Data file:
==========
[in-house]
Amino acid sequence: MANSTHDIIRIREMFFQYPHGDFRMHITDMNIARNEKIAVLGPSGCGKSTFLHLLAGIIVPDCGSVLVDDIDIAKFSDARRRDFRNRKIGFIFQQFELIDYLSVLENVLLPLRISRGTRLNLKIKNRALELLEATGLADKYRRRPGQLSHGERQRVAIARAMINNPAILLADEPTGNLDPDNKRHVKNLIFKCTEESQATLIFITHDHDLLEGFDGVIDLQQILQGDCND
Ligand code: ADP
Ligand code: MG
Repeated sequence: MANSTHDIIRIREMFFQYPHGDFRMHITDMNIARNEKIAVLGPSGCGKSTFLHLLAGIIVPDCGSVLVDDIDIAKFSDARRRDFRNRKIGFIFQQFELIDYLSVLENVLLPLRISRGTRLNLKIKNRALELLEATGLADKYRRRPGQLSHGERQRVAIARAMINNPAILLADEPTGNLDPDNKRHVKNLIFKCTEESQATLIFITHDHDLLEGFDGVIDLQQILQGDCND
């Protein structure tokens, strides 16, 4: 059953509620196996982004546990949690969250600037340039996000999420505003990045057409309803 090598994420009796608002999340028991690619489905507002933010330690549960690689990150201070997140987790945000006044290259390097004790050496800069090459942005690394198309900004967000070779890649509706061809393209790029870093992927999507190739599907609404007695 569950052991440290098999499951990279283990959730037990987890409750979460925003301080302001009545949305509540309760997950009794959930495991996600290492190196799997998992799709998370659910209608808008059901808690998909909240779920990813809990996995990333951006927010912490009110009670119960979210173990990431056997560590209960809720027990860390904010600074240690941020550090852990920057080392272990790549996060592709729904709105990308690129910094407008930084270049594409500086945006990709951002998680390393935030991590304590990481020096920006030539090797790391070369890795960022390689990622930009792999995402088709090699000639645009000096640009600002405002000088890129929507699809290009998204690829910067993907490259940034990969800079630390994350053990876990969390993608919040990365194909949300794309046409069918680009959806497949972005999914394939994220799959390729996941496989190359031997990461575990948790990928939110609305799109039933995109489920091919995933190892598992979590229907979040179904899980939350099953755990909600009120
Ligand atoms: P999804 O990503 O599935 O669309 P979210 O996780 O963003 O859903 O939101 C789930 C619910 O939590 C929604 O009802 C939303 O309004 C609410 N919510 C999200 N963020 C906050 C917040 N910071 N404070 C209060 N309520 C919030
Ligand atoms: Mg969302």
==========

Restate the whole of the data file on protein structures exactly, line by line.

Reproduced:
[in-house]
Amino acid sequence: MANSTHDIIRIREMFFQYPHGDFRMHITDMNIARNEKIAVLGPSGCGKSTFLHLLAGIIVPDCGSVLVDDIDIAKFSDARRRDFRNRKIGFIFQQFELIDYLSVLENVLLPLRISRGTRLNLKIKNRALELLEATGLADKYRRRPGQLSHGERQRVAIARAMINNPAILLADEPTGNLDPDNKRHVKNLIFKCTEESQATLIFITHDHDLLEGFDGVIDLQQILQGDCND
Ligand code: ADP
Ligand code: MG
Repeated sequence: MANSTHDIIRIREMFFQYPHGDFRMHITDMNIARNEKIAVLGPSGCGKSTFLHLLAGIIVPDCGSVLVDDIDIAKFSDARRRDFRNRKIGFIFQQFELIDYLSVLENVLLPLRISRGTRLNLKIKNRALELLEATGLADKYRRRPGQLSHGERQRVAIARAMINNPAILLADEPTGNLDPDNKRHVKNLIFKCTEESQATLIFITHDHDLLEGFDGVIDLQQILQGDCND
């Protein structure tokens, strides 16, 4: 059953509620196996982004546990949690969250600037340039996000999420505003990045057409309803 090598994420009796608002999340028991690619489905507002933010330690549960690689990150201070997140987790945000006044290259390097004790050496800069090459942005690394198309900004967000070779890649509706061809393209790029870093992927999507190739599907609404007695 569950052991440290098999499951990279283990959730037990987890409750979460925003301080302001009545949305509540309760997950009794959930495991996600290492190196799997998992799709998370659910209608808008059901808690998909909240779920990813809990996995990333951006927010912490009110009670119960979210173990990431056997560590209960809720027990860390904010600074240690941020550090852990920057080392272990790549996060592709729904709105990308690129910094407008930084270049594409500086945006990709951002998680390393935030991590304590990481020096920006030539090797790391070369890795960022390689990622930009792999995402088709090699000639645009000096640009600002405002000088890129929507699809290009998204690829910067993907490259940034990969800079630390994350053990876990969390993608919040990365194909949300794309046409069918680009959806497949972005999914394939994220799959390729996941496989190359031997990461575990948790990928939110609305799109039933995109489920091919995933190892598992979590229907979040179904899980939350099953755990909600009120
Ligand atoms: P999804 O990503 O599935 O669309 P979210 O996780 O963003 O859903 O939101 C789930 C619910 O939590 C929604 O009802 C939303 O309004 C609410 N919510 C999200 N963020 C906050 C917040 N910071 N404070 C209060 N309520 C919030
Ligand atoms: Mg969302």